Publications

Books:

Tidyman, Ernest, Shaft, New York, 1971.

Parish, James, Black Action Films, Jefferson, North Carolina, 1989;

revised, Secaucus, New Jersey, 1993. Guerrero, Ed, Framing Blackness: The African American Image in

Film, Philadelphia, 1993. Belton, John, American Cinema/American Culture, New York, 1994.

James, Darius (a.k.a. Dr. Snakeskin), That's Blaxploitation! Roots of the Baadasssss 'Tude (Rated X by an All-Whyte Jury), New York, 1995.

Martinez, Gerald, Diana Martinez, and Andres Chavez, What It Is. . . What It Was! The Black Film Explosion of the 70s in Words and Pictures, New York, 1998.

Articles:

Bannon, Barbara, ''What's Happening to Ernest Tidyman's 'Shaft'

On the Way to the Screen,'' in Publishers Weekly, April 1971. Canby, Vincent, '"Shaft'—At Last, a Good Saturday Night Movie,''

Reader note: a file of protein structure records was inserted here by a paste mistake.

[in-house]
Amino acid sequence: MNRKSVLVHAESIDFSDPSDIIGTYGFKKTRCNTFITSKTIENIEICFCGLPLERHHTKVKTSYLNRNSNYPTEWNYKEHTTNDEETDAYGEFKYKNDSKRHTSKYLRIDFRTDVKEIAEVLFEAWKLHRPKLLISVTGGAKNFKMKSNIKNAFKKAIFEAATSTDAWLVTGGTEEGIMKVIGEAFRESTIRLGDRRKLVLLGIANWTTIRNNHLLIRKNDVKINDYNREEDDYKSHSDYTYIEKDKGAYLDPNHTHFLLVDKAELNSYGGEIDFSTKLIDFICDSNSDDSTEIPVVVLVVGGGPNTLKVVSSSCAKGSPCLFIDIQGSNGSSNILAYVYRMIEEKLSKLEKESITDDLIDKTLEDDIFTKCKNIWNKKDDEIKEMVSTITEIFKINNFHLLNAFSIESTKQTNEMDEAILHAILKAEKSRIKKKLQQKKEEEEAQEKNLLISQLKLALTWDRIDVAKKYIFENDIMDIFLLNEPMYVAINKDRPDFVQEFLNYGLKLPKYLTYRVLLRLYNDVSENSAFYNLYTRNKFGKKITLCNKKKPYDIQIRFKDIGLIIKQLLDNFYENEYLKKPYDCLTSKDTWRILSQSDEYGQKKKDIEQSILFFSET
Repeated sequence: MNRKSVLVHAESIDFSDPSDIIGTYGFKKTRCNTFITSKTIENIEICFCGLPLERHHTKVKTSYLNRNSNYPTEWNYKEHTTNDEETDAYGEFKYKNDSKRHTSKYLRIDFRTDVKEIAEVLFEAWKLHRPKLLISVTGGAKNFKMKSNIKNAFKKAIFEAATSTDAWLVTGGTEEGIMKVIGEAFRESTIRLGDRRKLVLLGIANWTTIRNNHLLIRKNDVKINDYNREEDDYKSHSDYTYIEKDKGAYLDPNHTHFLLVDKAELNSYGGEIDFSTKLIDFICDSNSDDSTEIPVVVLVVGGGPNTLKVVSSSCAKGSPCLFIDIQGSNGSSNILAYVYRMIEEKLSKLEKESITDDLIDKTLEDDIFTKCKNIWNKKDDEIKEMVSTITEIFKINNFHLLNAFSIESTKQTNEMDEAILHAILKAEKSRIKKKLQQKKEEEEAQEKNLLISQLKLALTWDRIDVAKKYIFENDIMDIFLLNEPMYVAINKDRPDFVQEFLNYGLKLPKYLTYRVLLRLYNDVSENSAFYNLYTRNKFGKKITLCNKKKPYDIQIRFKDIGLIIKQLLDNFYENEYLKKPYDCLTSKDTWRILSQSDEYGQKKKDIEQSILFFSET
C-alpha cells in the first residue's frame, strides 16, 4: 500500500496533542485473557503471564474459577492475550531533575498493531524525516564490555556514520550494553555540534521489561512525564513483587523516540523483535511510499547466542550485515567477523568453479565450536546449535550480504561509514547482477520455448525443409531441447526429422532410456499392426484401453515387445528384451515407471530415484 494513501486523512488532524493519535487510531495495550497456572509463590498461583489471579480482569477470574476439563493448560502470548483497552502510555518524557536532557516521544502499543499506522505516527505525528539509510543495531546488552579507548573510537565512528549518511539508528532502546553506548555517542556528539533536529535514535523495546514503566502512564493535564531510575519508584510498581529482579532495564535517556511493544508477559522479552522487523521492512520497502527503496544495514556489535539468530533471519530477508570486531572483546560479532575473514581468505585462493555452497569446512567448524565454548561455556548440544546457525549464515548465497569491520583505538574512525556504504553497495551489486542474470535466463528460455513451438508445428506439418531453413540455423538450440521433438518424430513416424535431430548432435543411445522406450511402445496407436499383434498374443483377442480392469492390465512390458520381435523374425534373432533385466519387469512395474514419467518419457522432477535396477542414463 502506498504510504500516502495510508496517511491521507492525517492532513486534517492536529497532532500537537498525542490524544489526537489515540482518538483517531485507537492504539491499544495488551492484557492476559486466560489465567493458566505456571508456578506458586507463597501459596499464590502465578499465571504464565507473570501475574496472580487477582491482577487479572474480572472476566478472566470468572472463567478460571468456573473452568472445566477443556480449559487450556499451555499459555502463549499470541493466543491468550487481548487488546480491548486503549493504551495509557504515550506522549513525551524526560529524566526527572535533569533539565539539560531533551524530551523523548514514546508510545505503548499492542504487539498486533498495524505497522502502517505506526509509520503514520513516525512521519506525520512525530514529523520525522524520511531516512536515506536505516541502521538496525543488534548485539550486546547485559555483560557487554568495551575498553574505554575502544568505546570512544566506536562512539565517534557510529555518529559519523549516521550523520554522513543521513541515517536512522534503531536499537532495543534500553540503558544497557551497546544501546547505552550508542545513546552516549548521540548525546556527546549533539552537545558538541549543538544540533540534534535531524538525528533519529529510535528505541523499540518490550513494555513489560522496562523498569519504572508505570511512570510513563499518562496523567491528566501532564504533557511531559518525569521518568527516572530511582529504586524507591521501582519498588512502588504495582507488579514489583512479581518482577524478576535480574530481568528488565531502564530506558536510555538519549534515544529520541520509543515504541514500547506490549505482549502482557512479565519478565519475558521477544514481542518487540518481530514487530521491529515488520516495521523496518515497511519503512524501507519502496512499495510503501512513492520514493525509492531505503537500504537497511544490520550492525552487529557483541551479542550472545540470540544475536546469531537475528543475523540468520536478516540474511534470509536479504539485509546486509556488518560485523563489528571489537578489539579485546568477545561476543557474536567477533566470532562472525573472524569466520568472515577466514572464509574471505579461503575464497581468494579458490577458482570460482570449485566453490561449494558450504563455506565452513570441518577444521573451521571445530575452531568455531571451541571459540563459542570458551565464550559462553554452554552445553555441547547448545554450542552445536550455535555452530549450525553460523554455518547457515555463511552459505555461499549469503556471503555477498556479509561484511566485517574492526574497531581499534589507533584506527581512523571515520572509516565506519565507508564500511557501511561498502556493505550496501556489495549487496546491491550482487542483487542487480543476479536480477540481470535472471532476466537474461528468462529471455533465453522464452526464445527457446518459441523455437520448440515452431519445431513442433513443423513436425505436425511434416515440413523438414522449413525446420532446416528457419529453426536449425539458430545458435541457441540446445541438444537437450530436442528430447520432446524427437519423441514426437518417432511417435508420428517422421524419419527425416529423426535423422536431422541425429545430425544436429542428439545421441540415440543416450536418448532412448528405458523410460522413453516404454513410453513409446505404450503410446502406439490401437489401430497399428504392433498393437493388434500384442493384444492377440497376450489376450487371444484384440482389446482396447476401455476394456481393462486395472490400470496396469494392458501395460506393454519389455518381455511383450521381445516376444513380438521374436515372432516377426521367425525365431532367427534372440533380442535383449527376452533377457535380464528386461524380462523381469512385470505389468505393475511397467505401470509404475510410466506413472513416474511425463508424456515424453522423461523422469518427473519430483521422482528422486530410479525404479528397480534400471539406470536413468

in New York Times, 11 July 1971. Oberbeck, S. K, ''Black Eye,'' in Newsweek, 19 July 1971. Riley, Clayton, ''A Black Movie for White Audiences?'' in New York Times, 25 July 1971.

Elson, John T, ''Black Moses,'' in Time, 20 December 1971.

''He's cool and tough. He's a black private dick who's a sex machine with all the chicks. He doesn't take orders from anybody, black or white, but he'd risk his neck for his brother man. I'm talkin' about Shaft. Can you dig it?'' These lines, from Isaac Hayes' Oscar Award-winning ''Theme from Shaft,'' serves as a good introduction to Richard Roundtree's African American hero/rebel/icon John Shaft, eponymous star of the wildly successful 1971 feature film directed by Gordon Parks. One of the first entries to fall under the controversial heading of ''blaxploitation'' cinema, Shaft followed directly on the heels of Martin Van Peeble's Sweet Sweetback's Baadassss Song (1971), and is widely acknowledged as the film which initiated the black film explosion of the 1970s (along with Superfly, directed by Parks' son, and released one year later).